The probe into the Beirut port explosion by Judge Tarek Bitar has been halted once again after another political figure targeted by the investigation filed a lawsuit. Former Public Works Minister Youssef Fenianos, who Bitar had summoned for questioning, filed a complaint before the Court of Appeals seeking to remove the judge. After being formally notified of the complaint, Bitar has been forced to put his investigation on hold, as has happened multiple times before due to lawsuits brought by officials he had implicated in the August 2020 blast. According to judicial sources who spoke to AFP, Bitar has a total of 15 cases pending against him. Meanwhile, dozens of relatives of those killed in the Beirut port explosion 15 months ago gathered in front of the port yesterday to commemorate their loved ones, with some holding posters in support of Bitar. In parallel, Ibrahim Hoteit, the former spokesperson for the victims’ families, who has split off from the group after he changed his stance and called for Bitar to resign, gathered with a small group of individuals nearby.
Prime Minister Najib Mikati asked Information Minister George Kurdahi to ‘follow his conscience” and take the necessary steps to restore relations with Saudi Arabia amid an ongoing diplomatic crisis. During a speech yesterday, Mikati stopped short of calling on Kurdahi to resign over the diplomatic debacle, but urged Kurdahi to “prioritize his conscience and national interest over populist slogans,” and to take into account the interests of Lebanese expats working in the Gulf. The prime minister also urged cabinet members to resume meetings in order to “overcome the days wasted for nothing” amid a government standstill that began last month, on Oct. 12, amid a rift between different political blocs over Bitar’s role as head of the port investigation. Mikati said that the government “should never step outside its role,” especially when it comes to the “judiciary’s business.”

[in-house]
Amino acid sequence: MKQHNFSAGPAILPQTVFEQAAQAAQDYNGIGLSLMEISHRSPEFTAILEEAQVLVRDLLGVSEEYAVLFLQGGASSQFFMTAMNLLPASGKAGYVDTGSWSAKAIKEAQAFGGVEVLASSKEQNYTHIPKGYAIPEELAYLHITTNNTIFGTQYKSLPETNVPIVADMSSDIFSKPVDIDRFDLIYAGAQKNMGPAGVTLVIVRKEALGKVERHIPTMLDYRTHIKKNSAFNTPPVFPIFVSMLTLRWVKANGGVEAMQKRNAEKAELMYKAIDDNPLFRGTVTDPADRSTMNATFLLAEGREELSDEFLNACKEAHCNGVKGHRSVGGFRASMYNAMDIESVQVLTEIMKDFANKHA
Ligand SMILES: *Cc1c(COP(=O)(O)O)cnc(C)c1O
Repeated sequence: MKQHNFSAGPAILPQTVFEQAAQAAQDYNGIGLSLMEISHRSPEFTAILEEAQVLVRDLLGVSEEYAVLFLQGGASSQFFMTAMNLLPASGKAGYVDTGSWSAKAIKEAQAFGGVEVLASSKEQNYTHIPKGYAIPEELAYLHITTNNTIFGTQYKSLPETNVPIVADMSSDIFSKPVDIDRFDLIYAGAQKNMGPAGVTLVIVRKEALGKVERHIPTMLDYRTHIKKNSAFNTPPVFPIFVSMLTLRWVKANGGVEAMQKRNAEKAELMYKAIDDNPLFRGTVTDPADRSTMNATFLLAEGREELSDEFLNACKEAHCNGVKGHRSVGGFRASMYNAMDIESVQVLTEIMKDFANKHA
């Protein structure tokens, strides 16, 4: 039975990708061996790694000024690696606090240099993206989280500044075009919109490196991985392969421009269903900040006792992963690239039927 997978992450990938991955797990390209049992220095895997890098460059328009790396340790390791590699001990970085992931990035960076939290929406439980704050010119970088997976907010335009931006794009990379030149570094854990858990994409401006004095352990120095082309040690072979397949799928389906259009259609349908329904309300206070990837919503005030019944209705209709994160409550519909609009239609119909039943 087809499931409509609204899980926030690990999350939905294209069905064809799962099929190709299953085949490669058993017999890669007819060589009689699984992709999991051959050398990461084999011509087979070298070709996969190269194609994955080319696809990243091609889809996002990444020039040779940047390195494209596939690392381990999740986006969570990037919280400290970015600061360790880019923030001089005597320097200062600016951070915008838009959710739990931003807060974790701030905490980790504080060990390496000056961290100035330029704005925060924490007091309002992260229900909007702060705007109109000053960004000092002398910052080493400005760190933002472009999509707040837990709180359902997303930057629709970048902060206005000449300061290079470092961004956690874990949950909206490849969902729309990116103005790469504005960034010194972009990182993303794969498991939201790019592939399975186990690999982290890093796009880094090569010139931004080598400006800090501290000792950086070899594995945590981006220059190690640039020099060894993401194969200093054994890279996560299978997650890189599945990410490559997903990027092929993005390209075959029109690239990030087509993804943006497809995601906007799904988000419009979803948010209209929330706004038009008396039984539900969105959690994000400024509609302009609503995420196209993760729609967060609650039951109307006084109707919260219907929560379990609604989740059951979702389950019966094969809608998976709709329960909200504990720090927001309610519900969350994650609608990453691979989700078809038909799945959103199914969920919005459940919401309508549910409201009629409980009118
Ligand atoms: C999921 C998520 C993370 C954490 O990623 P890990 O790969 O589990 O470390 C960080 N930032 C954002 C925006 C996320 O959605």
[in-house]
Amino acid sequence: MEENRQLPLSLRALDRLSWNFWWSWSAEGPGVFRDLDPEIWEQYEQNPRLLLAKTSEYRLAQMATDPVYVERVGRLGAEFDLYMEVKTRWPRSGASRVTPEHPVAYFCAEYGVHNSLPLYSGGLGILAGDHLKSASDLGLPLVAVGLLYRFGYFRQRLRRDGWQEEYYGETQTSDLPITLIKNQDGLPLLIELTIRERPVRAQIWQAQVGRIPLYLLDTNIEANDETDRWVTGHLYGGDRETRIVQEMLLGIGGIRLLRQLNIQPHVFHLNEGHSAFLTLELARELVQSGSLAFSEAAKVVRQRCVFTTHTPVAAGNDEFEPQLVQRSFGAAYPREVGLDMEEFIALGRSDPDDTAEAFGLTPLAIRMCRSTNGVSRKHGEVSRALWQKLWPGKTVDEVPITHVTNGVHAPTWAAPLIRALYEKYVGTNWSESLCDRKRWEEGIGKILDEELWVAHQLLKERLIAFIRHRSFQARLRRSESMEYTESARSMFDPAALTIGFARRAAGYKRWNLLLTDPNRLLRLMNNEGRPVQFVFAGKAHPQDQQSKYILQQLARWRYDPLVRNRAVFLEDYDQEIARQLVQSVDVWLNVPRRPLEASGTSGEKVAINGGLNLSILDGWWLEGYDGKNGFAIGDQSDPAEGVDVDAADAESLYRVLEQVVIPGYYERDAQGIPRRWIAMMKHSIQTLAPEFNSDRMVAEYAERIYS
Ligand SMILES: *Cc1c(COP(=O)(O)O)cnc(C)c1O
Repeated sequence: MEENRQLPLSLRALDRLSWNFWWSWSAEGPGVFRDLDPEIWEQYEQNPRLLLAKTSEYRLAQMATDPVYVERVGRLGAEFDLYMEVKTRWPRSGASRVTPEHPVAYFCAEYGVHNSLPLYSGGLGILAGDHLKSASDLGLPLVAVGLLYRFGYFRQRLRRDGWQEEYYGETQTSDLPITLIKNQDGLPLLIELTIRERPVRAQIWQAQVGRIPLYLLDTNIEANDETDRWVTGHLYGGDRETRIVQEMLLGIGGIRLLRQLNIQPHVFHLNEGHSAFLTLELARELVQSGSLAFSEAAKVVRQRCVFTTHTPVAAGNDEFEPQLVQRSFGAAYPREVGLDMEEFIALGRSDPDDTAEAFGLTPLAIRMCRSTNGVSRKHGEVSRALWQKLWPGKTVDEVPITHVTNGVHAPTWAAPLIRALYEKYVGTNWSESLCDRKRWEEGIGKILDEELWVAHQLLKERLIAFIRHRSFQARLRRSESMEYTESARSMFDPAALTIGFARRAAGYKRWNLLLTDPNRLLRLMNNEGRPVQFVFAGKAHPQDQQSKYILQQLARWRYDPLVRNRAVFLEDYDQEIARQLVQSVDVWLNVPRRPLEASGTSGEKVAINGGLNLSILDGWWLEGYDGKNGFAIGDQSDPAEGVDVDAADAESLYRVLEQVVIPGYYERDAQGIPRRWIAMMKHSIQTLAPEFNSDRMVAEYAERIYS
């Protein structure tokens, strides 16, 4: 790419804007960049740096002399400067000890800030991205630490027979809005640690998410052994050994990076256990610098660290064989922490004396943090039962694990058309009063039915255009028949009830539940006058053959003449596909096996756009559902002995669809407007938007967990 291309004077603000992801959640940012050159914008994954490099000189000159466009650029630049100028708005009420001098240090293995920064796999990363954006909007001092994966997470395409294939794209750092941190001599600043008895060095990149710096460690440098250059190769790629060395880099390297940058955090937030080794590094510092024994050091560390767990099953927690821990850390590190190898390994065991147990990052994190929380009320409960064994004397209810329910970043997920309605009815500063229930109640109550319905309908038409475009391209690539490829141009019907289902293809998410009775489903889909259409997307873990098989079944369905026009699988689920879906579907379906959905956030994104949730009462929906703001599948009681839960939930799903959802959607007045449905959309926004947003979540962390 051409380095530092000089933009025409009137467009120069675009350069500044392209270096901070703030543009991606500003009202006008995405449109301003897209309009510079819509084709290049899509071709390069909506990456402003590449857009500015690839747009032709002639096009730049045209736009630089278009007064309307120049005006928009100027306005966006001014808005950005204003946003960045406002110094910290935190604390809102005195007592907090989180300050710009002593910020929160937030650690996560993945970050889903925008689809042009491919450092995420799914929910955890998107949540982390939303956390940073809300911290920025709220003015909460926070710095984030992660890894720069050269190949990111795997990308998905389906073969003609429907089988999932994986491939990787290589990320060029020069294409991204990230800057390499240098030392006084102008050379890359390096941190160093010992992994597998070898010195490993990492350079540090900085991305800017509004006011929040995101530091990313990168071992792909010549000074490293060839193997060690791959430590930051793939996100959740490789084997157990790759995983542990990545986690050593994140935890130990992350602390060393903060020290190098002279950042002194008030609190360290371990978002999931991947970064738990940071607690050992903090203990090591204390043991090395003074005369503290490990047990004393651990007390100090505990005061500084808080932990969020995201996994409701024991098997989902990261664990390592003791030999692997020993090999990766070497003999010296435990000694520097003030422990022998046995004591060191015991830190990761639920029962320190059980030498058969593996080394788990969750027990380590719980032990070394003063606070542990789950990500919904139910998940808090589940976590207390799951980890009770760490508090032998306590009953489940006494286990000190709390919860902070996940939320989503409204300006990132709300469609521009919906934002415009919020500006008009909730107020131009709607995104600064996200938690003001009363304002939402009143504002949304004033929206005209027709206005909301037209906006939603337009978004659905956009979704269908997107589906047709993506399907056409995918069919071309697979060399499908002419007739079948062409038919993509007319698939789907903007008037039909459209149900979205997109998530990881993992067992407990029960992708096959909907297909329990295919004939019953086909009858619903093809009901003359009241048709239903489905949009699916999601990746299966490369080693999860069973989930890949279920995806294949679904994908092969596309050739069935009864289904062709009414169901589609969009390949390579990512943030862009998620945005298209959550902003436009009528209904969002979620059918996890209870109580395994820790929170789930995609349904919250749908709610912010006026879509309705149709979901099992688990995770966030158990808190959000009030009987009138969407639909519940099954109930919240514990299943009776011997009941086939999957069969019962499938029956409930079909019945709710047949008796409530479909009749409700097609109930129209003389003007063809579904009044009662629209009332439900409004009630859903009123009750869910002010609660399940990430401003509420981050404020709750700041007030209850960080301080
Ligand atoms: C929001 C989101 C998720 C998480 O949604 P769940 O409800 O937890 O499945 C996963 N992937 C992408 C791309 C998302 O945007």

Social Affairs Minister Hector Hajjar said that while he is ready to begin registration for the delayed ration card program, the program still has no funding source. International funding for the government’s ration card program is conditional on getting a separate and also long-delayed World Bank-funded cash assistance program up and running. That program has been stalled for months, largely because of changes the Parliament and previous government made to the loan agreement without the Bank’s approval. Hajjar asked for Parliament to meet and take up the amendments as soon as possible. The ration card program, which was supposed to launch in September, will allocate $556 million to supporting low-income families as subsidies on fuel and other essential items come to an end amid the economic crisis that has pushed some 78 percent of Lebanese into poverty.
Agriculture Minister Abbas Haj Hassan said he and his Jordanian counterpart have reached an agreement that could allow Lebanon to export more produce to Jordan. Speaking to L’Orient Today, Hassan said that he has reached an agreement with Jordan’s Ministry of Agriculture to lift the country’s yearly restriction on agricultural imports from Lebanon. The agreement will also allow Lebanon to pay for produce that it imports from Jordan in kind with its own agricultural products rather than in cash. While the minister declined to draw a relationship between the two matters, increased Jordanian imports could partially offset Saudi Arabia’s ban on Lebanese agricultural products, which has been in effect since April. Lebanese farmers have told L'Orient Today that they were left with surplus output as a result of the Saudi ban.